The ongoing thoughts of an art teacher in China - and home in Sydney

A continuing diary about my travels in China, and thoughts about China and Chinese art from home and abroad

Sunday, April 10, 2016

''Water Flows Downhill, Man Struggles Upwards": The End of the Chinese Miracle?

Cao Fei, My Future is Not a Dream, 2006, from the series Whose Utopia,
digital video 20 min 6 sec, image courtesy the artist and Vitamin Creative Space
The urbanisation of China and its entry into world markets in recent decades has resulted in the largest migration in human history. Young - and not so young - workers from the impoverished countryside flocked to the big cities, especially to the manufacturing centres of southern China. The Pearl River Delta became the world's factory. Cities like Dongguan, in Guangdong Province, were populated almost entirely by rural teenagers and young parents who had been forced to leave their children back in their villages to be raised by grandparents, creating a generation of 'left behind children'. Despite the complex social issues that resulted, millions of resourceful and resilient migrants sought a secure financial future, and until recently it seemed most unlikely that many would return to the much-despised countryside and hard-scrabble rural poverty they had left behind. Except, of course, at Spring Festival time, when they returned home en masse for the holiday, bringing gifts and money to their families.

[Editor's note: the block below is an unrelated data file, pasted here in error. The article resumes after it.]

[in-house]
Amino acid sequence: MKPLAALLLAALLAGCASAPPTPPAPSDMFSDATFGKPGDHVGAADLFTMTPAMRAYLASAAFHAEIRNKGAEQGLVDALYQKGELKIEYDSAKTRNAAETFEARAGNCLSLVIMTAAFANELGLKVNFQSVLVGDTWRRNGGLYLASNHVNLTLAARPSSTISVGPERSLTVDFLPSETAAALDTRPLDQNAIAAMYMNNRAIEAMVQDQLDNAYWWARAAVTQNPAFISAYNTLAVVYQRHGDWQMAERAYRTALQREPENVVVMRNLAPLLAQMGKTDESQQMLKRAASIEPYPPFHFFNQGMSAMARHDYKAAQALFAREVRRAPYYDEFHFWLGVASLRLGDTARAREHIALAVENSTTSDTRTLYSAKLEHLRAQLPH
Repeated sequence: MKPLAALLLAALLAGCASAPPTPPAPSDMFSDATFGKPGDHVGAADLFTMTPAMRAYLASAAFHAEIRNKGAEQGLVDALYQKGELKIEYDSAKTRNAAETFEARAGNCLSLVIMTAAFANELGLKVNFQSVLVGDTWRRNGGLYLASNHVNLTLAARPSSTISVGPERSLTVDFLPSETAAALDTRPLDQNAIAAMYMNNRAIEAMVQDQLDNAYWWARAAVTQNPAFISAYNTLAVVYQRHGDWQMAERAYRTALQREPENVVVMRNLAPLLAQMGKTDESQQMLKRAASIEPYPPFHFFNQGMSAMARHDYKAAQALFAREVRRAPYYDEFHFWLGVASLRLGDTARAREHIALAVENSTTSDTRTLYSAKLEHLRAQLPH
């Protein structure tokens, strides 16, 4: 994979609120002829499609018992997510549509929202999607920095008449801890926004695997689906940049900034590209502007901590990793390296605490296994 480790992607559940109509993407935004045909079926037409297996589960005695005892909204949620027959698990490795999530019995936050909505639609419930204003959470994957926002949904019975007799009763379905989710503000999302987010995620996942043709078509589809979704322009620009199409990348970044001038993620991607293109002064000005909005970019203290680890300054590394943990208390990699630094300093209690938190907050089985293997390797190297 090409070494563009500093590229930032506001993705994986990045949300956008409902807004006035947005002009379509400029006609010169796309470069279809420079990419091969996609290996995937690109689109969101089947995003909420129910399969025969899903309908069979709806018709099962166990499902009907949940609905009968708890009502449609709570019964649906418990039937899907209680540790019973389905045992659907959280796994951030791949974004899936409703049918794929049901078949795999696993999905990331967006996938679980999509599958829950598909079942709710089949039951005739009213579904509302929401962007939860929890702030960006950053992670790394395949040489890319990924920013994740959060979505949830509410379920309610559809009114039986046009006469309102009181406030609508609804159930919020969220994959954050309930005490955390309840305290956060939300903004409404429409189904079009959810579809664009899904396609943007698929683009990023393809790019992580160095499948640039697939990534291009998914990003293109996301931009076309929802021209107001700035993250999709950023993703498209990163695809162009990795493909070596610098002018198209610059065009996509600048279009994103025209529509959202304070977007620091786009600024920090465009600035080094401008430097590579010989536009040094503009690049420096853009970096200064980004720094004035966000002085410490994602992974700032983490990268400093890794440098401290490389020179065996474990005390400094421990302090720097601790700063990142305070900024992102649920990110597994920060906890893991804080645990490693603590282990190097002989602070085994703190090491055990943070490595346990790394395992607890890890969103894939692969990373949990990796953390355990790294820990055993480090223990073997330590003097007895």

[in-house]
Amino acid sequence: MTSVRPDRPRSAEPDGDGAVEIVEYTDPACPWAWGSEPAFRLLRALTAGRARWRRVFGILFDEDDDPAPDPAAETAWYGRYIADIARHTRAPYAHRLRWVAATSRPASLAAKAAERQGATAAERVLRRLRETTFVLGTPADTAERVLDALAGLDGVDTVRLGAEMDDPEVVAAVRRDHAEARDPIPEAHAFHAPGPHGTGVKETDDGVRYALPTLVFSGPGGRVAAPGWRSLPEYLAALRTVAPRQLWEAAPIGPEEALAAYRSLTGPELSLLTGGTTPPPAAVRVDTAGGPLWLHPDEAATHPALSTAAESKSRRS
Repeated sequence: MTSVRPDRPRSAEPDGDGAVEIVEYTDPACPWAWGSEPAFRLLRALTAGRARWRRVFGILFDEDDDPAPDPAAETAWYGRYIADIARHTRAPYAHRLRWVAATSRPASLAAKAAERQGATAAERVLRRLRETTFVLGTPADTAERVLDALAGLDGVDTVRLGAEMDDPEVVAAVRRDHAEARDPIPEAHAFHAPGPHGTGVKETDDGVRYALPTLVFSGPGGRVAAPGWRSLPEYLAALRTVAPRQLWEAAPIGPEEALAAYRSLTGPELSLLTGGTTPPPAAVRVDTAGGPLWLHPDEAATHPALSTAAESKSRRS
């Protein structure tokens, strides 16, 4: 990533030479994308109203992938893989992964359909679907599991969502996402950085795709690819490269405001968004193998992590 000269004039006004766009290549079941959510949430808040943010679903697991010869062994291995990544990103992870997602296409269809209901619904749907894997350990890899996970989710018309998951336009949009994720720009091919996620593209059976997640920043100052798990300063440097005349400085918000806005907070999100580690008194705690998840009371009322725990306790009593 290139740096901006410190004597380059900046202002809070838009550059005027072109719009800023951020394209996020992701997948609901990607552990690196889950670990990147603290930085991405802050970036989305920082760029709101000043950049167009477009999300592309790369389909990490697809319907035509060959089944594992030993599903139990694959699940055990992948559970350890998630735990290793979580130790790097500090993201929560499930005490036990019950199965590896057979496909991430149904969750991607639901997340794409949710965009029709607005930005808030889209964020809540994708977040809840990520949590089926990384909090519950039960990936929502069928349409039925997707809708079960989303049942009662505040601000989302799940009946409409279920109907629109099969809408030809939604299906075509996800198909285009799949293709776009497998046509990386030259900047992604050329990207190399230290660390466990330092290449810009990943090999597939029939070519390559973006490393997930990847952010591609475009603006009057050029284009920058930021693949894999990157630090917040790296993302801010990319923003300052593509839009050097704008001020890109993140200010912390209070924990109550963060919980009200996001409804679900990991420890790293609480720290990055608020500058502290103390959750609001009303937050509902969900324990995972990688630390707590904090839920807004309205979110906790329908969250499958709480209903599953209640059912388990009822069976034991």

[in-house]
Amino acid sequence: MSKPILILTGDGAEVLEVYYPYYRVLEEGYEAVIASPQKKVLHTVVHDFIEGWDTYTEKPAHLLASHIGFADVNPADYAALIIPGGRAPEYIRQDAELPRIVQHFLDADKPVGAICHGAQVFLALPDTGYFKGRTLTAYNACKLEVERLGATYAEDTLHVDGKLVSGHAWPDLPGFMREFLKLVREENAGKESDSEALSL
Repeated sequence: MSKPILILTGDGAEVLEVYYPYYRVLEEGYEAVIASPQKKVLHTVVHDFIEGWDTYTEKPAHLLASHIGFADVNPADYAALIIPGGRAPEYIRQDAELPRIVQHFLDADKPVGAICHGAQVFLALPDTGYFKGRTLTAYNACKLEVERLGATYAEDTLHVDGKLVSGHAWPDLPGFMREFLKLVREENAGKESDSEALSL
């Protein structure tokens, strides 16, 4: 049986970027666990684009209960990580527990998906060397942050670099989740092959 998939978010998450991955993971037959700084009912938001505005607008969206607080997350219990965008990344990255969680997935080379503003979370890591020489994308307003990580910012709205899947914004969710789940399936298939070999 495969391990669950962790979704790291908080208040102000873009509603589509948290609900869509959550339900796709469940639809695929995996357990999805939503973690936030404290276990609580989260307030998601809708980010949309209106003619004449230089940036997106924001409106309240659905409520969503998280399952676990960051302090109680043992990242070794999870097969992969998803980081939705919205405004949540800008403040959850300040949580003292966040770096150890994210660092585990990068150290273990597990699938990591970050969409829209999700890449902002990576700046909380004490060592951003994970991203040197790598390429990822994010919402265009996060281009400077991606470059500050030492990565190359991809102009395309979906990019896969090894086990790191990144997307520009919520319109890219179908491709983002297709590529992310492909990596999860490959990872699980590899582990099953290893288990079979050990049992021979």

This social revolution has been documented in Leslie T. Chang's wonderful book 'Factory Girls'; in the documentary film, 'Last Train Home', that recounts the arduous journeys of some of the 130 million workers travelling home for Spring Festival, and in contemporary art. Cao Fei's  award-winning SIEMENS Art Project of 2006, What Are You Doing Here? traced the daily lives of workers at the Osram Light Bulb Factory in Foshan. One element of her ambitious work is a video entitled Whose Utopia, for which she invited the workers to perform a dance to the music of their choice, against the background clatter of the assembly line. The video closes with portraits of individual workers gazing straight at the camera, defying us to see them as mere cogs in the machinery of China’s economic miracle.

Now, however, the 'miracle' is souring. The London Financial Times has produced a powerful series, 'The End of the Chinese Miracle', examining the impacts of a slowing economy, an aging population, and a dwindling labour force. After three decades of economic growth, and carefully targeted social and economic policy, China has completed its transformation from an essentially agrarian nation to an almost entirely urban society. But now, with factories closing (or relocating to Vietnam) due to changing markets and the pressures of higher wages, some of these migrant workers are returning to their hometowns. The implications of this metamorphosis, for China and for the world, are enormous. Check out the series HERE. And watch this fascinating and timely doco.